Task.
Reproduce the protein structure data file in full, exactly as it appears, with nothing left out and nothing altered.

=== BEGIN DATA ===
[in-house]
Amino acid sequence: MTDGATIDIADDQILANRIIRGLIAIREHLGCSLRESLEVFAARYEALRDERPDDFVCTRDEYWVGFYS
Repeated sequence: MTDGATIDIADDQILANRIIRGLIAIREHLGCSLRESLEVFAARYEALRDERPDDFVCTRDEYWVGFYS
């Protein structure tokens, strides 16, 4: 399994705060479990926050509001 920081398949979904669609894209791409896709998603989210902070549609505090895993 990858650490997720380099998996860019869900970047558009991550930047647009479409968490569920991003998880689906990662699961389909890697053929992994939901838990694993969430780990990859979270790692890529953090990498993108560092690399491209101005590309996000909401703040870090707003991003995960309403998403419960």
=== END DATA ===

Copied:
[in-house]
Amino acid sequence: MTDGATIDIADDQILANRIIRGLIAIREHLGCSLRESLEVFAARYEALRDERPDDFVCTRDEYWVGFYS
Repeated sequence: MTDGATIDIADDQILANRIIRGLIAIREHLGCSLRESLEVFAARYEALRDERPDDFVCTRDEYWVGFYS
């Protein structure tokens, strides 16, 4: 399994705060479990926050509001 920081398949979904669609894209791409896709998603989210902070549609505090895993 990858650490997720380099998996860019869900970047558009991550930047647009479409968490569920991003998880689906990662699961389909890697053929992994939901838990694993969430780990990859979270790692890529953090990498993108560092690399491209101005590309996000909401703040870090707003991003995960309403998403419960």